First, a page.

“They keep offering help to instigate sexual activity, like blue videos or medicines,” Vivek said.
“In case the couple is not in the mindset, or they are not able to go through intercourse, they will even demonstrate to them with a real couple.
“They will send a couple inside and they will do the physical act in front of them, they will show them porn videos.
“They will do anything to pressure them, but they have to pass this test.”
After sex, the groom is expected to display the white bedsheet for inspection by relatives and elders.
“He’s supposed to tell the whole caste council consisting of 150, 200 people that, my ‘product’ was perfect, my ‘product’ was pure,” Vivek said.
If the bride is deemed “impure”, there are several possible outcomes.
She is often pressured tell the community elders who she has had sex with.
The process gives no credit to medical evidence that a woman’s hymen can be ruptured without sexual intercourse, and that not all women bleed when it is broken.
Unelected village councils were banned in the state of Maharashtra last year, but they still exist. (ABC News: Siobhan Heanue)
According to caste traditions, a bride deemed to be impure can be beaten, her family can be fined, or the marriage can be annulled.
A woman who “fails” the test is seen as bringing shame to her family, and there are cases of brides being locked up in their parents’ house as punishment.
No ritual exists to test the groom’s virginity.
Violence, threats for opposing ritual
Taking a stand against tradition hasn’t come without consequences for the members of the group.
Three of them said they were bashed by about 40 people at a community wedding earlier this year.
The group often uses social media to gather support — but they have also faced violent opposition. (ABC News: Siobhan Heanue)
Some of them have had their cars and motorbikes vandalised. Most have been threatened by their own family members.
Vivek said his first encounter with the ritual and its ramifications was at the wedding of a female relative.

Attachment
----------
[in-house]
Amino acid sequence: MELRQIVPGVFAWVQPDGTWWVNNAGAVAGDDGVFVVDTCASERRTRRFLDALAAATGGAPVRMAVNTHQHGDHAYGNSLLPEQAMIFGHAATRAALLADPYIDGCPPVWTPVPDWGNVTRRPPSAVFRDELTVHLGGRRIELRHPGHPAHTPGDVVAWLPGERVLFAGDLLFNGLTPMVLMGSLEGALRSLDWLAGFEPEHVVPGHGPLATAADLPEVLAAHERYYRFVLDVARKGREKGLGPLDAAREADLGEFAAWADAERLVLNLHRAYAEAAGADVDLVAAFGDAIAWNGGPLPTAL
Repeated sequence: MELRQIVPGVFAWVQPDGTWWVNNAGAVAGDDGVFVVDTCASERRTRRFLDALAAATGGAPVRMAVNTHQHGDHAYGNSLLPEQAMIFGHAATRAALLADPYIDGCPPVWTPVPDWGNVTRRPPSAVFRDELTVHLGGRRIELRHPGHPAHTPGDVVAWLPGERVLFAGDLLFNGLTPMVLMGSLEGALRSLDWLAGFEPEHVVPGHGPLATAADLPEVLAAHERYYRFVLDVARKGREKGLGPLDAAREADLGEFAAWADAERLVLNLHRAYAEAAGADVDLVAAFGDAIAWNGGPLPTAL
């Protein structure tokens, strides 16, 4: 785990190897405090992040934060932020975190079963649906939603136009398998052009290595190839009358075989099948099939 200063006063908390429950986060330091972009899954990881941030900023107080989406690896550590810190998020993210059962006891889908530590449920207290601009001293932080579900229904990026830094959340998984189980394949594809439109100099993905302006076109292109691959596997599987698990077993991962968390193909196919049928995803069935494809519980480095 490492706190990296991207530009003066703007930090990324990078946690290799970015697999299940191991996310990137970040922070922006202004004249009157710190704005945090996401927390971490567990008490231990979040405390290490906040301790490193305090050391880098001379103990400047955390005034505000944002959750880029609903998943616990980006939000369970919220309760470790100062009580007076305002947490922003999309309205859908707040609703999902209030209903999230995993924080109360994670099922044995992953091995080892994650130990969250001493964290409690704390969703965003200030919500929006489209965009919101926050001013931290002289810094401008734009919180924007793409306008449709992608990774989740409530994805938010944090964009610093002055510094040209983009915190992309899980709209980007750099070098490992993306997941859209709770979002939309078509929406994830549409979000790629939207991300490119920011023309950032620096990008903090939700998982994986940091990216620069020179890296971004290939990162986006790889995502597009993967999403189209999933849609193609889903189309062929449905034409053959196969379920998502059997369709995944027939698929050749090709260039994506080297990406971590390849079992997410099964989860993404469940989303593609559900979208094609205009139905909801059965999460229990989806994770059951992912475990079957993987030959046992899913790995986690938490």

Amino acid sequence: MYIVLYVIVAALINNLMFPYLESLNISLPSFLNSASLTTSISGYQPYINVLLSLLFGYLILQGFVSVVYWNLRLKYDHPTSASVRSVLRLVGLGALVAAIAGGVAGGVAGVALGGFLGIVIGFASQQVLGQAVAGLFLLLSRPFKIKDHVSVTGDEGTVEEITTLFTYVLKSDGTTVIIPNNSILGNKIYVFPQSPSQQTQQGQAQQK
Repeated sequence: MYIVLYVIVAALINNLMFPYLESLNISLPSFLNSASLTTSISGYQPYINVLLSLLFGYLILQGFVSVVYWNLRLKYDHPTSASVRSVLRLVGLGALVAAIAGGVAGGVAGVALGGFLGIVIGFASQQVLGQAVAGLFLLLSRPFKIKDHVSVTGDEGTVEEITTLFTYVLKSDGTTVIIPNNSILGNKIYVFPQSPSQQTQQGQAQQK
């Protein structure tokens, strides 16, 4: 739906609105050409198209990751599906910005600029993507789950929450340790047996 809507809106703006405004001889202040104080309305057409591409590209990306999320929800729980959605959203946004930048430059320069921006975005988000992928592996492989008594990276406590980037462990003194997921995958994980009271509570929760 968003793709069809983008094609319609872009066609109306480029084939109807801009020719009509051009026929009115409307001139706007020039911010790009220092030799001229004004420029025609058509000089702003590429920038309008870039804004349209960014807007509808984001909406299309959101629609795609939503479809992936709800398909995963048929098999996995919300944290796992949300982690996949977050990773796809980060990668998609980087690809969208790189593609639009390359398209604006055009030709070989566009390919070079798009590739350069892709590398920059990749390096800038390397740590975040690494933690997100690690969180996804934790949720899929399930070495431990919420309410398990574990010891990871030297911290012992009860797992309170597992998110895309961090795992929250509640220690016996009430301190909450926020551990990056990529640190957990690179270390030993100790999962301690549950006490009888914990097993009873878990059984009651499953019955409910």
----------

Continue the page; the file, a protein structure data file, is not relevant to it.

He was still a child when he witnessed the bride being beaten by her own mother the morning after the wedding festivities, because she had failed the virginity test.
“That was very confusing and surprising for me to see,” he said.
“We’ve all been pressured to leave the group,” said Priyanka, whose own grandfather is a member of the caste council.
But she said she’ll keep raising her voice.
“Oh my gosh, in India and in 2018 these rituals are still going on,” she said.
The men and women who have joined forces to protest the purity test are mostly university students.
They’ve been privy to a level of education that their parents never received.
Wedding night virginity testing is practised by the Kanjarbhat ethnic group of India. (ABC News: Siobhan Heanue)
Indian law is also more progressive on the issue.
Unelected village councils were banned in the state of Maharashtra last year, but they still exist, often wielding influence over local officials.
They threaten social exclusion to community members who oppose them, which means an outcast can’t attend community events or find a marriage partner.
Priyanka said she’s willing to risk ostracism and conflict within her family to preserve her own dignity.
“I have anger that is developing in my heart,” she said.
“Why does this happen only to a girl and not a boy, not a man?
“I have to do something,” she said.
For Priyanka, doing something means not doing what women in her family have been told to do for generations.